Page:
Zion National Park
Carved by water and time, Zion National Park is a canyon that invites you to participate in the very forces that created it. In the warm climate of southwestern Utah, step into the Virgin River and see the colorful strata that mark the ages rising for thousands of feet up to a narrow strip of sky, then hike to seemingly impossible places and heights.
Zion National Park’s canyons and mesas boast an especially exquisite beauty, even in a state known for dramatic landscapes. Breathtaking Zion Canyon is the centerpiece of this 147,000-acre parkland that protects a spectacular landscape of high plateaus, sheer canyons, and monolithic cliffs.
Opportunities to see and explore Zion National Park abound for people of all ages and abilities, from the scenic byways that slice through the park to the trails that wind through the backcountry. Wildlife watchers can stop at numerous lookouts and search the sky for Zion’s more than 200 bird species, while hikers can strap on their boots and venture out on trails ranging from easy interpretive nature walks to lengthy, challenging hikes through narrow slot canyons. Hiking in Zion National Park is major reason why many people visit.
Rock climbers know Zion National Park for its immense rock walls of red and white Navajo sandstone that rise more than 2,000 feet into the sky. If you look closely, you might even spot some climbers carefully making their way upward, mere specs on a vertical landscape. You may be curious but think such a rock climbing and bouldering experience is out of your reach. Not necessarily – several local guiding outfits offer beginner classes and guided climbs in areas near Zion National Park.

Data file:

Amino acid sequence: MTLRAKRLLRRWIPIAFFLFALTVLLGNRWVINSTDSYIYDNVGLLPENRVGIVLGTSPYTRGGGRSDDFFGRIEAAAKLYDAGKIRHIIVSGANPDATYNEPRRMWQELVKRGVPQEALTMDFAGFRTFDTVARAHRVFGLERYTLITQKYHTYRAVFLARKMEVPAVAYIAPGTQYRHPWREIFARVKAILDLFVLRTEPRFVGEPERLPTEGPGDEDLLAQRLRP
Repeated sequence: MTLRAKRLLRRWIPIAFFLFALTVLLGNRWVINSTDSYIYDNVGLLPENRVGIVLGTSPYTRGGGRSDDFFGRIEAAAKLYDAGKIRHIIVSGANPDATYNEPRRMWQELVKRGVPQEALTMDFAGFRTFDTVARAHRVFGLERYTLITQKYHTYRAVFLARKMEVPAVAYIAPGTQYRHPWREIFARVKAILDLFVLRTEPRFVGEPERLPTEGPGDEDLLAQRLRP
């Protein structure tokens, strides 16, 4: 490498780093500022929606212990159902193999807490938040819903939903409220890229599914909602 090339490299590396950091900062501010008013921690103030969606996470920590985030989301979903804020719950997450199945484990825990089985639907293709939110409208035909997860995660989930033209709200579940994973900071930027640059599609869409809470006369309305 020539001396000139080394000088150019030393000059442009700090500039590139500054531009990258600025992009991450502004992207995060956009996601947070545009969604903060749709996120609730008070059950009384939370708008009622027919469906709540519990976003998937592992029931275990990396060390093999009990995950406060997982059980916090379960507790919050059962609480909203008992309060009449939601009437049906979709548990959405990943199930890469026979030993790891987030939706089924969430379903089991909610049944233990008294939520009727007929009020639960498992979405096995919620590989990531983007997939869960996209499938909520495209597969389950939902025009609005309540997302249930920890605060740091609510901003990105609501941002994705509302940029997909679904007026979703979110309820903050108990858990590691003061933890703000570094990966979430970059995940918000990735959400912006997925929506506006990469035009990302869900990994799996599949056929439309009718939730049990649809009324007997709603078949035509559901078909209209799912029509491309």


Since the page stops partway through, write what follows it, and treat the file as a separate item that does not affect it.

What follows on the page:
And when you’re done taking in the park’s beauty, you can kick back in one of Zion’s campgrounds and enjoy some family fun while you wind down and plan your activities for the next day. It’s not always easy deciding what to do in such a remarkable environment, but hey, that’s a good problem to have!
Must-See Zion Guide
Hikers of all abilities will find trails that lead to sweeping vistas, clear pools, natural arches, and narrow canyons. Angels Landing and the Narrows are among the best hikes not only in Zion National Park, but frequently make top ten hikes lists across all the national parks. Remember, it’s a good idea to stop in the Visitor Center to consult with a ranger about conditions before setting out. Read more.
It’s not necessary to venture off the road to experience the wonders of Zion National Park. The Zion Canyon Scenic Drive, Zion Park Scenic Byway and Kolob Fingers Road Scenic Byway are three must-drive roads in Zion National Park, including the lesser-visited Kolob Canyons section. Read more.
Hotels and lodges are great, but if you really want to immerse yourself in the natural wonders of Zion National Park, then camping is a great way to do it. Watchman Campground and South Campground are located in Zion Canyon and are quite popular so either make a reservation (Watchman only) or show up early in the day to get a site. Read more.
Birding and Wildlife Watching
With more than 200 species of birds, Zion National Park is a birder’s paradise. The Peregrine falcon, the bald eagle, and the California condor are all found in the 232 square mile sanctuary of Zion, nesting and resting in their native habitat without being disturbed. The threatened Mexican spotted owl also calls Zion home. Read more.
Canyoneering and Rock Climbing
Canyoneering is also one of the more popular things to do in Zion. However, it is a serious endeavor that often involves rappelling, swimming, and other skills. Those interested in canyoneering should contact one of the guide services that teach courses and lead trips into the park. Read more.
Zion National Park
Springdale, Utah 84767